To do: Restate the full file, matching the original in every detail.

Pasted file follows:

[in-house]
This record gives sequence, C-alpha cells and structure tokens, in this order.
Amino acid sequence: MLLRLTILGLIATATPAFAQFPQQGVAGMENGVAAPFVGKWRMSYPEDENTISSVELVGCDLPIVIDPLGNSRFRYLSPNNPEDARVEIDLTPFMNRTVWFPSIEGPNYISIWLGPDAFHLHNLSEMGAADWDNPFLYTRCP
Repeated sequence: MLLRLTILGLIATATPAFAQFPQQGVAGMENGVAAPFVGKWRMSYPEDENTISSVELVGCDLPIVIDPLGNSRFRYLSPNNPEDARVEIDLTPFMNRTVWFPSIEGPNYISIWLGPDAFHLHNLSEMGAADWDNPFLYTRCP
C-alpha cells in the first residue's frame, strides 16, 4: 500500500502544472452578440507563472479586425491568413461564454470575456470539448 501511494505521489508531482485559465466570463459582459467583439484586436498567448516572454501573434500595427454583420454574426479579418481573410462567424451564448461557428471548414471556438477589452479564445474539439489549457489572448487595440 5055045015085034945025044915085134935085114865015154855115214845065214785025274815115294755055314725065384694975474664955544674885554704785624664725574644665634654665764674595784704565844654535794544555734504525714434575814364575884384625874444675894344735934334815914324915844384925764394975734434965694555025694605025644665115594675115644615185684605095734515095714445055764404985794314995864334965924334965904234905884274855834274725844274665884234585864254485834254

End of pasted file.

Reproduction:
[in-house]
This record gives sequence, C-alpha cells and structure tokens, in this order.
Amino acid sequence: MLLRLTILGLIATATPAFAQFPQQGVAGMENGVAAPFVGKWRMSYPEDENTISSVELVGCDLPIVIDPLGNSRFRYLSPNNPEDARVEIDLTPFMNRTVWFPSIEGPNYISIWLGPDAFHLHNLSEMGAADWDNPFLYTRCP
Repeated sequence: MLLRLTILGLIATATPAFAQFPQQGVAGMENGVAAPFVGKWRMSYPEDENTISSVELVGCDLPIVIDPLGNSRFRYLSPNNPEDARVEIDLTPFMNRTVWFPSIEGPNYISIWLGPDAFHLHNLSEMGAADWDNPFLYTRCP
C-alpha cells in the first residue's frame, strides 16, 4: 500500500502544472452578440507563472479586425491568413461564454470575456470539448 501511494505521489508531482485559465466570463459582459467583439484586436498567448516572454501573434500595427454583420454574426479579418481573410462567424451564448461557428471548414471556438477589452479564445474539439489549457489572448487595440 5055045015085034945025044915085134935085114865015154855115214845065214785025274815115294755055314725065384694975474664955544674885554704785624664725574644665634654665764674595784704565844654535794544555734504525714434575814364575884384625874444675894344735934334815914324915844384925764394975734434965694555025694605025644665115594675115644615185684605095734515095714445055764404985794314995864334965924334965904234905884274855834274725844274665884234585864254485834254